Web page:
‘It’s a humiliation’ United Russia leaves chairman Dmitry Medvedev out in the cold ahead of 2021 State Duma election

United Russia Chairman Dmitry Medvedev has been sidelined by his own party ahead of the parliamentary elections in SeptemberGrigory Sysoev / POOL / SPUTNIK / EPA / Scanpix / LETA

Following United Russia’s congress in Moscow on June 19, the ruling party confirmed its election list for the September 2021 State Duma election. The first five names were presented by President Vladimir Putin himself — and United Russia’s chairman, former president and prime minister Dmitry Medvedev, was noticeably absent from the list. Sources say that both Medvedev being left out and Putin making the announcement was a “humiliation” for the party chairman. Meduza special correspondent Andrey Pertsev breaks down the notable results of the ruling party’s congress, including how the decision to exclude Medvedev was made.

If you understand Russian, Meduza has a new podcast episode with more on this topic.

When did United Russia establish its top five?

The fact that United Russia Chairman Dmitry Medvedev wasn’t included on the federal list was the biggest surprise that came out of the ruling party’s congress on June 19. A Meduza source close to the United Russia leadership said that the “party higher-ups” only found out the day beforehand that Medvedev wouldn’t be top of the list. And Medvedev himself found out two or three days before the congress. 

Earlier, Meduza reported that according to informed sources, having Medvedev head the party list was United Russia’s “key” plan. Citing sources in Putin’s administration and the ruling party, the business newspaper Kommersant also wrote that as United Russia’s leader, Medvedev “can’t but be included on the list.” At the same time, sources told RBC that United Russia was considering options for an electoral list without Medvedev.

According to sources close to Medvedev, as of early last week the United Russia chairman also believed that he would be number one on the list, and that after the elections, he would become the State Duma speaker. A Meduza source close to the United Russia leadership said that President Putin forced Medvedev to “face the facts.” The source also pointed out that the Russian president announced the first five names on the election list, not trusting the party chairman to carry out this ritual even formally (Putin claimed that the decision on the top five was made jointly with Medvedev). Another source called Medvedev’s removal from the electoral list’s leadership a “humiliation.”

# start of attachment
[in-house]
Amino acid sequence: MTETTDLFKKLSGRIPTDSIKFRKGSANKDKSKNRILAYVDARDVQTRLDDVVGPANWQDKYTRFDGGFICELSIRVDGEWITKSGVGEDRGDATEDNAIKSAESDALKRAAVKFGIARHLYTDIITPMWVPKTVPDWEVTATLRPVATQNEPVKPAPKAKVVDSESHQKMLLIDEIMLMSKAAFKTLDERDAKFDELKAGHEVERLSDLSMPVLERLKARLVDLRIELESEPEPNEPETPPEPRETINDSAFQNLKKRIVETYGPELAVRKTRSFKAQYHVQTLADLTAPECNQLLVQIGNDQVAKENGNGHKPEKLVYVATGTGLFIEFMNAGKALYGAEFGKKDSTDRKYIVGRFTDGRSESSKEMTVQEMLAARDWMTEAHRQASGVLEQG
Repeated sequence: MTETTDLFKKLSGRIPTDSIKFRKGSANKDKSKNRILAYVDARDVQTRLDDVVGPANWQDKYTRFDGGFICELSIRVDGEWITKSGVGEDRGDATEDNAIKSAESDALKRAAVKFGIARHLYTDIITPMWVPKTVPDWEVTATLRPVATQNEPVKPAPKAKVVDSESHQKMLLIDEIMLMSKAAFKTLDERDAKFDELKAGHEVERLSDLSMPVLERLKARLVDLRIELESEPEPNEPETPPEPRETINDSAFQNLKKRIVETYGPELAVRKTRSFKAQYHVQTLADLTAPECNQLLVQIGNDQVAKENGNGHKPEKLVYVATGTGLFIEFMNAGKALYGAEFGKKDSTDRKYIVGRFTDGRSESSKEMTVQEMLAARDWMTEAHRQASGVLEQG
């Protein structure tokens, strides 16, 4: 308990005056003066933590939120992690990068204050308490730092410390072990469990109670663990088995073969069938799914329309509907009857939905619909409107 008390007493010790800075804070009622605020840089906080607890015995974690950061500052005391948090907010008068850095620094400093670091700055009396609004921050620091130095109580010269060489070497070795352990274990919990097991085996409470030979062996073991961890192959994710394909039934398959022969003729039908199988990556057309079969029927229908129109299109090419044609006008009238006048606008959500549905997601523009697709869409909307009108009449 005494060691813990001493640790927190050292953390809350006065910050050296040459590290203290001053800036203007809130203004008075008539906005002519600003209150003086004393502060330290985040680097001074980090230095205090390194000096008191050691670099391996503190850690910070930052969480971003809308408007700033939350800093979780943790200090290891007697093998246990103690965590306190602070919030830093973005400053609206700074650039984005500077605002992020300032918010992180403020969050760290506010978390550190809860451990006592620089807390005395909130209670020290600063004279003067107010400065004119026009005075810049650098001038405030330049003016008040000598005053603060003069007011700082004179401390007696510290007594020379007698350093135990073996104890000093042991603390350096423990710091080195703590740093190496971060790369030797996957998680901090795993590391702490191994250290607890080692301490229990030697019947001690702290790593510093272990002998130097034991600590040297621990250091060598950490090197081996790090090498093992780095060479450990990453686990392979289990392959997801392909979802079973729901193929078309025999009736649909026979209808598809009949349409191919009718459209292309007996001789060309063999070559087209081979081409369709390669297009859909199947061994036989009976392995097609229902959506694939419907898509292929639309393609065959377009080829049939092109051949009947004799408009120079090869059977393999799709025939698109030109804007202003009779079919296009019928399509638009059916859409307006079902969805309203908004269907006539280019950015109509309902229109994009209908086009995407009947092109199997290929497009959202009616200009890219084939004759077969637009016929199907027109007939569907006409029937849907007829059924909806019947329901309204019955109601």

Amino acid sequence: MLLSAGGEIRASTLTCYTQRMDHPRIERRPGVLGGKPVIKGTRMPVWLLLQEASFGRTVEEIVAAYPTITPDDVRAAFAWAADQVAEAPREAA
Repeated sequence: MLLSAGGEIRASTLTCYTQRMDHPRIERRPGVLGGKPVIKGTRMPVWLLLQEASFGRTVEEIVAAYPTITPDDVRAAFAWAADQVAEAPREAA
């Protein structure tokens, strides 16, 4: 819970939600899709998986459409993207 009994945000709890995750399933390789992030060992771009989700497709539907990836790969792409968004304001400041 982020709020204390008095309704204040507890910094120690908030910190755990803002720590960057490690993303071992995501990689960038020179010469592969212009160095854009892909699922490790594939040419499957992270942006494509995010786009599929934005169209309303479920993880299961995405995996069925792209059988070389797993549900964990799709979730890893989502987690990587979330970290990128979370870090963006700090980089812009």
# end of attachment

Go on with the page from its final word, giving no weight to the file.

In the end, Defense Minister Sergey Shoygu emerged as the first among the federal list’s top five. He was followed by Foreign Minister Sergey Lavrov; Dr. Denis Protsenko, the chief physician at Moscow’s Kommunarka coronavirus hospital; Yelena Shmeleva, the head of the Sirius Educational Center; and Children’s Rights Commissioner Anna Kuznetsova.

Among them, only Shoygu is actually a member of United Russia — the other four don’t belong to the “party of power.” Protsenko in particular had repeatedly denied being encouraged to run for the State Duma and rejected claims that he was planning to put his name on the ballot (on June 21, Protsenko wrote on Telegram that he was “persuaded” to join United Russia’s electoral list by his colleagues “and, of course, the president”). That said, a source from United Russia told Meduza that it’s highly unlikely that any of the top five will actually work in the State Duma: “They each have their own affairs that they’re professionally engaged in and that they like.”